“For glaucoma specialists, this represents a big step forward in our ability to diagnose glaucoma and glaucoma progression,” he says. “The problem is that this approach may miss localized progression, which is what we actually find on visual field tests most times. We’d like to see a combination of global indices and information about changes in specific areas.”
Dr. Budenz observes that non-OCT technologies such as confocal scanning laser tomography and scanning laser polarimetry are less often discussed today, at least in terms of managing glaucoma. “I think OCT does what those two technologies do—it measures optic nerve head and retinal nerve fiber layer parameters, and it does it better, all in a single instrument. Of course, it costs twice as much as either of the other technologies, but that cost can be offset by its usefulness in other areas of ophthalmology, such as retina and neuro-ophthalmology.”
Imaging Early, Fields Late?
Dr. Budenz notes that both visual fields and OCT have limitations when it comes to detecting progression. “With OCT imaging in glaucoma, there’s a ‘floor effect,’ ” he says. “For example, let’s say retinal nerve fiber layer thickness in a normal eye averages 100 µm. Once a patient progresses to moderate glaucoma as measured by visual fields, the retinal nerve fiber layer doesn’t get any thinner than about 50 µm as measured by OCT.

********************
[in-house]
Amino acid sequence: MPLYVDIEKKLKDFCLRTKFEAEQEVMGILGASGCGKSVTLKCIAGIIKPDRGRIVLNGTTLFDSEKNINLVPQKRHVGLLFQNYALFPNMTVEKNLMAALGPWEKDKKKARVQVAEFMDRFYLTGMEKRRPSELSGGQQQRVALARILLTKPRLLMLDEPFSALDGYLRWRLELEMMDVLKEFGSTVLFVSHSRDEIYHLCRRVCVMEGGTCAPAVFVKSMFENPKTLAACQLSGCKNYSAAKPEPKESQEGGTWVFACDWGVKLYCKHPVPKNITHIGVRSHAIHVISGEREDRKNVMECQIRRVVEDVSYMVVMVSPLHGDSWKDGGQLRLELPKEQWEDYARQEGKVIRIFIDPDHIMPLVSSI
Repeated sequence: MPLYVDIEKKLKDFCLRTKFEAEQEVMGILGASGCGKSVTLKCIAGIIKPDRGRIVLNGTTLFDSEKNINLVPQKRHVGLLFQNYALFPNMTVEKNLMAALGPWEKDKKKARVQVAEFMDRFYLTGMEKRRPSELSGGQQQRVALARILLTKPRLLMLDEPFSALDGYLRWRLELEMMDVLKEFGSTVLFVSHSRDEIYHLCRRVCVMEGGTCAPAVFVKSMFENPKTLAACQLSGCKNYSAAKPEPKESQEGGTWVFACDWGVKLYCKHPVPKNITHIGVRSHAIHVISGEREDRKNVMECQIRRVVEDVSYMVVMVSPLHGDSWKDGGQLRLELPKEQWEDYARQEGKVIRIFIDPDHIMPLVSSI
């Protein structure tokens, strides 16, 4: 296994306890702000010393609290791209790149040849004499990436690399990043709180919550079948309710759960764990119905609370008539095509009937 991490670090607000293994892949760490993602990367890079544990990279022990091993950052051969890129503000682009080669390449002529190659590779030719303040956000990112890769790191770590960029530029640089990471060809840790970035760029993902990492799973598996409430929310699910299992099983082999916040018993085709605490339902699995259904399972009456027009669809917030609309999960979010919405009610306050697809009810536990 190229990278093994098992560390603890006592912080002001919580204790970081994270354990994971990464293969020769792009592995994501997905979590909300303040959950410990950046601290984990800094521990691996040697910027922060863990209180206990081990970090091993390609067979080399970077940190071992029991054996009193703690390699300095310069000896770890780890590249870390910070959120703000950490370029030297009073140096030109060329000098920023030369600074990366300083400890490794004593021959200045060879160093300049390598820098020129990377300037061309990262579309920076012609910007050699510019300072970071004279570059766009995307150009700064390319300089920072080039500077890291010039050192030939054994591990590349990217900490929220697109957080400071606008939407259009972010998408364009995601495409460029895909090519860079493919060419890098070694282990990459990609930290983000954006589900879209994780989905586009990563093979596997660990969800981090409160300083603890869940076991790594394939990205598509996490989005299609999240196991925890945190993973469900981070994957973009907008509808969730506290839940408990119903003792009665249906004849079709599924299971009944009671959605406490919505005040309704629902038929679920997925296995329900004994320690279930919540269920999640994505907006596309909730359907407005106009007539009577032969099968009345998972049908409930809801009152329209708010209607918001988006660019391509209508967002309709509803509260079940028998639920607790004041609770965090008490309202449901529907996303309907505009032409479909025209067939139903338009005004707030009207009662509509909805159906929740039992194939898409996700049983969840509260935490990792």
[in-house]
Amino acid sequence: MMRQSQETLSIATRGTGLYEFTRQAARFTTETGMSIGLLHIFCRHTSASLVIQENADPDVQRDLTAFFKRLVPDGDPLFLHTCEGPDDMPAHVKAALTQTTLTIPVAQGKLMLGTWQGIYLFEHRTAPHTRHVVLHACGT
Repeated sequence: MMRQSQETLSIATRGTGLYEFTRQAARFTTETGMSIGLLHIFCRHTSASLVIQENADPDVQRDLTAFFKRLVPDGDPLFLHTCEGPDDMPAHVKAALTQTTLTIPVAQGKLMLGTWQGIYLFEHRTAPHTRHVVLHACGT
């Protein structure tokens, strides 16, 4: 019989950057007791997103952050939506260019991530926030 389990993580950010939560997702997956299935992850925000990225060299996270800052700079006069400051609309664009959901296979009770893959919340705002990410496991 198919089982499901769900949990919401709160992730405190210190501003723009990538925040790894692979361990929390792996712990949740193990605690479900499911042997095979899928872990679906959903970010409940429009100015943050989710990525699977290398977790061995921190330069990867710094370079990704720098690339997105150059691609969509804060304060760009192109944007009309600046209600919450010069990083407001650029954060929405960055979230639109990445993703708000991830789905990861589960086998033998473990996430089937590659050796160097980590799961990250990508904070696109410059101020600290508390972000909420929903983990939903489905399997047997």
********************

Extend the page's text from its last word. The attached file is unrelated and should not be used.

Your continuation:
There are probably several reasons for that, but the simplest explanation is that there are other cells in the nerve fiber layer besides axons, many of which are not destroyed by glaucoma. As a result, there will always be some thickness to the nerve fiber layer no matter how much the glaucoma progresses, so it ceases to be a useful parameter for monitoring progression beyond a certain point.
“All of the imaging instruments have this limitation, so you have to come up with other strategies to make sure that someone with moderate to severe glaucoma isn’t getting worse,” he says. “Visual fields are still pretty good for monitoring progression late in the disease, because you can increase the spot size or focus in on the central five or 10 degrees to see if people are progressing.”
Dr. Budenz notes that visual fields have a different limitation. “Because there’s a lot of redundancy in the photoreceptors and ganglion cells,” he says, “early in the course of the disease you can lose 25 to 35 percent of your retinal ganglion cells before you can detect a defect using visual fields.1,2 In contrast, OCT scans may turn out to be an effective way to monitor early glaucoma progression before visual field defects appear. Of course, a lot of early glaucoma patients have a normal retinal nerve fiber layer as well, but since the test-retest variability of the instrument is so good, you can probably detect thinning of the nerve fiber layer long before you’ll see a change in the visual field. So far, this strategy hasn’t been widely adopted, but I think that may be the next frontier.”
“To monitor progression it’s important to be able to differentiate true progression from test-retest variability, and to have tests that are sensitive throughout the spectrum of the disease,” says Felipe A. Medeiros, MD, MS, PhD, professor of clinical ophthalmology and medical director of the Hamilton Glaucoma Center at the University of California, San Diego. “To achieve the latter goal, you may actually need a combination of tests, because one particular test might not be able to do that alone.